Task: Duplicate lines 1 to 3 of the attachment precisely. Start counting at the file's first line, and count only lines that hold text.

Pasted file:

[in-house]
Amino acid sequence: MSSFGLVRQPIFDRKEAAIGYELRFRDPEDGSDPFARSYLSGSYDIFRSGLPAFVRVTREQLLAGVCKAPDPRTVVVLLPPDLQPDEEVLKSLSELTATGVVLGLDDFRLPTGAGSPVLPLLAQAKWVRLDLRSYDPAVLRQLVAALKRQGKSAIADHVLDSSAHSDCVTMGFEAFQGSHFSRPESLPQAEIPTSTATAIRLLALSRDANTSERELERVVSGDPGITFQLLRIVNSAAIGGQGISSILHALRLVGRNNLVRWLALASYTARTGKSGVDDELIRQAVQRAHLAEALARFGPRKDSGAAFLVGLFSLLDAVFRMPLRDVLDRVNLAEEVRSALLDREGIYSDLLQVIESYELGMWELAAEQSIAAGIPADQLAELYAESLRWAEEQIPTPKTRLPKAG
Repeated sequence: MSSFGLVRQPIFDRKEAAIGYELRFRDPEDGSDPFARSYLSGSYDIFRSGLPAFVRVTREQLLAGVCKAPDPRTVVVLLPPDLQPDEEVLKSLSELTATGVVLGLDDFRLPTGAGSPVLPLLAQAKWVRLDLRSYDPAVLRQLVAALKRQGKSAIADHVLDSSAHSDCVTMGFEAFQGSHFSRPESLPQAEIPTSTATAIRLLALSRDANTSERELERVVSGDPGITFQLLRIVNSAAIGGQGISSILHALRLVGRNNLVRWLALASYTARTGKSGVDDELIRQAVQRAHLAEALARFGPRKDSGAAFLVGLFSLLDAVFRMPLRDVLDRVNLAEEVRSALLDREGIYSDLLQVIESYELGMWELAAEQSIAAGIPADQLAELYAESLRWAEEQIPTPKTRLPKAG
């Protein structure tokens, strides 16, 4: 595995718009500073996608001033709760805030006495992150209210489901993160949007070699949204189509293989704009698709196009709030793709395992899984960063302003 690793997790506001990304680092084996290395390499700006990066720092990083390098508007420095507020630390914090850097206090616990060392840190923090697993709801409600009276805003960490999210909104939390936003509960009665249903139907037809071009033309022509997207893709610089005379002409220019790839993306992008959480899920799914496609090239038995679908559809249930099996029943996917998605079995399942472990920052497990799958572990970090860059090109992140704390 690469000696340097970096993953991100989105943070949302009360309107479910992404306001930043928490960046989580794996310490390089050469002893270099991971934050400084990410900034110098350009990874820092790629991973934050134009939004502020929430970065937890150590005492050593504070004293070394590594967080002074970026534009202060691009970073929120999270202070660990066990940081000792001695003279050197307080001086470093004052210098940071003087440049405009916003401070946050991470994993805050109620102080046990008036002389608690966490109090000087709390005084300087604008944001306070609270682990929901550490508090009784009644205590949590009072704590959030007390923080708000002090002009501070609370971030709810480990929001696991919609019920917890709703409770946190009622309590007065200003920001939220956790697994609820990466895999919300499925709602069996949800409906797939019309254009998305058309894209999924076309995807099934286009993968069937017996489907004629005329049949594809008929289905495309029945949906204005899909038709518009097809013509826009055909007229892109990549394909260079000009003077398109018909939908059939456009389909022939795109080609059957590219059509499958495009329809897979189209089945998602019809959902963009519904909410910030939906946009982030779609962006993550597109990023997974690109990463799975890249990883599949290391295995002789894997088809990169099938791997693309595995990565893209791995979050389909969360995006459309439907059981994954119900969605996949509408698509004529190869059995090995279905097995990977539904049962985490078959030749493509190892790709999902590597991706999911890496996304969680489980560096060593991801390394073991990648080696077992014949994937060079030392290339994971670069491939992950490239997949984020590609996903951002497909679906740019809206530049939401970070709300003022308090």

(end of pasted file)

[in-house]
Amino acid sequence: MSSFGLVRQPIFDRKEAAIGYELRFRDPEDGSDPFARSYLSGSYDIFRSGLPAFVRVTREQLLAGVCKAPDPRTVVVLLPPDLQPDEEVLKSLSELTATGVVLGLDDFRLPTGAGSPVLPLLAQAKWVRLDLRSYDPAVLRQLVAALKRQGKSAIADHVLDSSAHSDCVTMGFEAFQGSHFSRPESLPQAEIPTSTATAIRLLALSRDANTSERELERVVSGDPGITFQLLRIVNSAAIGGQGISSILHALRLVGRNNLVRWLALASYTARTGKSGVDDELIRQAVQRAHLAEALARFGPRKDSGAAFLVGLFSLLDAVFRMPLRDVLDRVNLAEEVRSALLDREGIYSDLLQVIESYELGMWELAAEQSIAAGIPADQLAELYAESLRWAEEQIPTPKTRLPKAG
Repeated sequence: MSSFGLVRQPIFDRKEAAIGYELRFRDPEDGSDPFARSYLSGSYDIFRSGLPAFVRVTREQLLAGVCKAPDPRTVVVLLPPDLQPDEEVLKSLSELTATGVVLGLDDFRLPTGAGSPVLPLLAQAKWVRLDLRSYDPAVLRQLVAALKRQGKSAIADHVLDSSAHSDCVTMGFEAFQGSHFSRPESLPQAEIPTSTATAIRLLALSRDANTSERELERVVSGDPGITFQLLRIVNSAAIGGQGISSILHALRLVGRNNLVRWLALASYTARTGKSGVDDELIRQAVQRAHLAEALARFGPRKDSGAAFLVGLFSLLDAVFRMPLRDVLDRVNLAEEVRSALLDREGIYSDLLQVIESYELGMWELAAEQSIAAGIPADQLAELYAESLRWAEEQIPTPKTRLPKAG